Walt Disney Studios had a much more magical earnings report than analysts had expected. The entertainment powerhouse behind Pixar, Marvel, and the world’s most trafficked theme parks logged earnings per share of $1.84, a 3% drop from $1.89 in the prior-year quarter. Disney also reported revenue of $15.3 billion, essentially flat with the year-ago period.
Those results beat estimates. Wall Street was looking for earnings per share of $1.55 on revenue of $15.18 billion. The better-than-anticipated financial picture is attributable to higher broadcast revenues and the increased popularity of its parks, bright spots that off-set declines in Disney’s film division. The company faced difficult comparisons because it did not field any “Star Wars” sequel or spinoff during the holidays for the first time in four years. The lack of a “Star Wars” film also took a bite out of licensing profits.
The earnings were announced as Disney is preparing to absorb much of 21st Century Fox’s film and television assets. The $71.3 billion merger is a transformative one that will have long-term affects on the media landscape. The sale could close as soon as this month. Disney hopes that by adding such Fox brands as FX and Nat Geo to its roster, as well as attractive film and television franchises such as the “X-Men” and “Avatar,” it will be well armed against digital upstarts such as Netflix.
To that end, Disney is readying its own streaming service Disney+, which it plans to launch in 2019. Details are starting to leak out about the Netflix challenger. Disney has commissioned a live-action “Star Wars” spinoff series, “The Mandalorian,” that will boast Jon Favreau as the showrunner, and is developing “Avengers” standalone series based on characters such as Scarlet Witch and Loki. This content comes with a hefty price tag — it also requires Disney to forgo traditional sources of revenue. Disney makes hundreds of millions of dollars licensing its shows and films, but it is pulling that content off of services such as Netflix in order to put it on its own platforms.
“Building a robust direct-to-consumer business is our top priority, and we continue to invest in exceptional content and innovative technology to drive our success in this space,” Disney chairman and CEO Bob Iger said in a statement.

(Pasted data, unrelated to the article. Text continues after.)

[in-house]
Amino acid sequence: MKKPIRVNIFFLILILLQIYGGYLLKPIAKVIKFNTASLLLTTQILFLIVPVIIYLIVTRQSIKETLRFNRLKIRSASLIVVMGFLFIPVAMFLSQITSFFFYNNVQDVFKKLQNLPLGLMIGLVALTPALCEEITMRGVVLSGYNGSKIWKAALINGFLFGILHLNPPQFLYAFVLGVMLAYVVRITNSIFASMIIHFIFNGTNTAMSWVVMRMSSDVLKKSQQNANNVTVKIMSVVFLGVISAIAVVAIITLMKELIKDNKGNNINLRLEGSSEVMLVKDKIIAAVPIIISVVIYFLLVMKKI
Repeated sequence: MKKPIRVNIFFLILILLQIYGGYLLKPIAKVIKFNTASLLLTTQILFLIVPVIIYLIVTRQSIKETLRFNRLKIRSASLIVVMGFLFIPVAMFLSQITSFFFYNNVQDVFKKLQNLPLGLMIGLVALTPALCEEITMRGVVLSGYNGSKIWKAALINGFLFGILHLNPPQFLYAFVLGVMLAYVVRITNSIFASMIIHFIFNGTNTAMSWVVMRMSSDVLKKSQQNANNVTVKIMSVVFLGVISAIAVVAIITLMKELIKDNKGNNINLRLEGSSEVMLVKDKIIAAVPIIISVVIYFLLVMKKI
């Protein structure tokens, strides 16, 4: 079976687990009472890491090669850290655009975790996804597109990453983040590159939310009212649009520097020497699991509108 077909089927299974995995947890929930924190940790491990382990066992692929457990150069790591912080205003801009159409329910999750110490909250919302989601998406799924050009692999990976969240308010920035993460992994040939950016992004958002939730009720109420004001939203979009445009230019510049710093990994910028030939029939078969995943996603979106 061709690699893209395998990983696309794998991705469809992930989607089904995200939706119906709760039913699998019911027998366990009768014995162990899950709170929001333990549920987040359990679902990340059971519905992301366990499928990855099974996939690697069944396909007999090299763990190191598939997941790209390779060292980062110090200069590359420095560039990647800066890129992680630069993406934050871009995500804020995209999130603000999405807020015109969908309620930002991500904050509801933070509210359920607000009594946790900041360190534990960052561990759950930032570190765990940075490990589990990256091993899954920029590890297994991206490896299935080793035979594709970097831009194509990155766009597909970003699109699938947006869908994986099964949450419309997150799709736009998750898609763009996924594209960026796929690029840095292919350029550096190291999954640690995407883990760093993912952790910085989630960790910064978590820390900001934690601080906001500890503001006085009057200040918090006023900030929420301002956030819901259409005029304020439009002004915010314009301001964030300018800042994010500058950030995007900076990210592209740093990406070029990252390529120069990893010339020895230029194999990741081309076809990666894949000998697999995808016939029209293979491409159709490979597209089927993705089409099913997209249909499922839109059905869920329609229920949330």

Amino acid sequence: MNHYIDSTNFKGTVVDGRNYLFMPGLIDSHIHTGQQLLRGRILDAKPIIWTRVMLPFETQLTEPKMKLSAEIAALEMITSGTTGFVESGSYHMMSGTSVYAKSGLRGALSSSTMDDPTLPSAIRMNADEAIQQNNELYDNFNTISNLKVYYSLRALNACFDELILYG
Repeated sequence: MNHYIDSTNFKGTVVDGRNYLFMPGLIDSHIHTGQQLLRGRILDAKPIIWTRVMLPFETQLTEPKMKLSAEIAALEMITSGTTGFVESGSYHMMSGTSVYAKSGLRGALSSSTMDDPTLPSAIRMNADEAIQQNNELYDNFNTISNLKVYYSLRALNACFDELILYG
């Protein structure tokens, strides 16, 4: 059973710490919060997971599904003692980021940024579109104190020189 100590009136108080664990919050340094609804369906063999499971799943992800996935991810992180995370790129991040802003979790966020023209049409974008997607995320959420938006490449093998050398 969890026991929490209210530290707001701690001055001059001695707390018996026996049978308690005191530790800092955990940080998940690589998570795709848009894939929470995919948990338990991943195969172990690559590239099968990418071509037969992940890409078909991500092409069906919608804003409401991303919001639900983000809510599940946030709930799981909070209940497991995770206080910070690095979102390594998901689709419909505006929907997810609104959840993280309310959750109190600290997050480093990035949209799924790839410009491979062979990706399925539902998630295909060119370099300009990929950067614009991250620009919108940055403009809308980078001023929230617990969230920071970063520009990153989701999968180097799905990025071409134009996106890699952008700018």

In a call with analysts following the report, Iger reaffirmed the commitment, saying, “This is a bet on the future of this business” and predicting that “long-term this business will become an important part of Disney’s bottom line.”
Disney’s film unit released the hits “Mary Poppins Returns” and “Ralph Breaks the Internet” during the final three months of 2018, as well as the box office bomb “The Nutcracker and the Four Realms.” Film revenues for the quarter decreased 27% to $1.8 billion and segment operating income decreased 63% to $309 million.
Broadcasting revenues for the quarter climbed 12% to $1.9 billion and operating income increased 40% to $408 million, which Disney attributed to stronger ad sales and licensing fees it charged Hulu and Netflix.
Cable revenues for the quarter increased 4% to $4 billion, but operating income at the division fell 6% to $743 million. Disney chalked up the drop in profits to higher programming costs at ESPN.
Revenues in the parks division jumped 5% to $6.8 billion and operating income increased 10% to $2.2 billion. Disney said the better results were because of higher occupancy at its domestic resorts and an increase in guest spending on food and merchandise.
Disney has started to break out direct-to-consumer revenues, a sign of the importance that the company and Iger are placing on the nascent business. For the quarter, revenue decreased 1% to $918 million and segment operating loss increased from $42 million to $136 million. That was partly due to costs associated with the launch of ESPN+, the streaming arm of the sports channel which debuted in April 2018. The company is also attributing some of those losses to the expense of creating Disney+. ESPN+ has 2 million subscribers, more than doubling its paying customers in six months, Iger said.
Disney has been a favorite of theater owners, not just because it makes blockbusters such as “Black Panther” and “Star Wars: The Last Jedi,” but due to its support of traditional theatrical windows. The exhibition space is under pressure from other studios to allow them to release movies on home entertainment platforms within weeks of their debuts in cinemas. Iger said that Disney+ will operate with traditional windows, but he did leave the door open for a possible change, telling analysts that there may be an “opportunity down the road to adjust the windowing.”
Disney shares closed Tuesday at $112.66, up just under 1%. The stock continued to climb in after-hours trading.